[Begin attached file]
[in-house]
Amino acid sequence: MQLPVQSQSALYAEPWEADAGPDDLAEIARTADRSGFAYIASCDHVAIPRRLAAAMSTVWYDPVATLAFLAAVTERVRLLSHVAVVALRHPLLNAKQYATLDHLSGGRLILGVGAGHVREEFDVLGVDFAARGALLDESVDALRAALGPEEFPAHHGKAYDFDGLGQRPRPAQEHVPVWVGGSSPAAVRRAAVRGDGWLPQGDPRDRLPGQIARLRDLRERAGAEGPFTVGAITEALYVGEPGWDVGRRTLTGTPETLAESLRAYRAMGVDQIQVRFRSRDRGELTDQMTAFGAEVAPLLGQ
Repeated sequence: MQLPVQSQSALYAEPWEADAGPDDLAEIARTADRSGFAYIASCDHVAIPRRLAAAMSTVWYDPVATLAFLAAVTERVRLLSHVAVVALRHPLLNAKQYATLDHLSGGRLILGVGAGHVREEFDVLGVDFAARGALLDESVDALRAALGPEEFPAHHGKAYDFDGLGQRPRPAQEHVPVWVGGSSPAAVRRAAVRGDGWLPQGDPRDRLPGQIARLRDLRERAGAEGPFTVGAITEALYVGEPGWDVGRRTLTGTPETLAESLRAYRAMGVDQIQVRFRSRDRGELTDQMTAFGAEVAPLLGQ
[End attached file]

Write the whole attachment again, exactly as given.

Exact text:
[in-house]
Amino acid sequence: MQLPVQSQSALYAEPWEADAGPDDLAEIARTADRSGFAYIASCDHVAIPRRLAAAMSTVWYDPVATLAFLAAVTERVRLLSHVAVVALRHPLLNAKQYATLDHLSGGRLILGVGAGHVREEFDVLGVDFAARGALLDESVDALRAALGPEEFPAHHGKAYDFDGLGQRPRPAQEHVPVWVGGSSPAAVRRAAVRGDGWLPQGDPRDRLPGQIARLRDLRERAGAEGPFTVGAITEALYVGEPGWDVGRRTLTGTPETLAESLRAYRAMGVDQIQVRFRSRDRGELTDQMTAFGAEVAPLLGQ
Repeated sequence: MQLPVQSQSALYAEPWEADAGPDDLAEIARTADRSGFAYIASCDHVAIPRRLAAAMSTVWYDPVATLAFLAAVTERVRLLSHVAVVALRHPLLNAKQYATLDHLSGGRLILGVGAGHVREEFDVLGVDFAARGALLDESVDALRAALGPEEFPAHHGKAYDFDGLGQRPRPAQEHVPVWVGGSSPAAVRRAAVRGDGWLPQGDPRDRLPGQIARLRDLRERAGAEGPFTVGAITEALYVGEPGWDVGRRTLTGTPETLAESLRAYRAMGVDQIQVRFRSRDRGELTDQMTAFGAEVAPLLGQ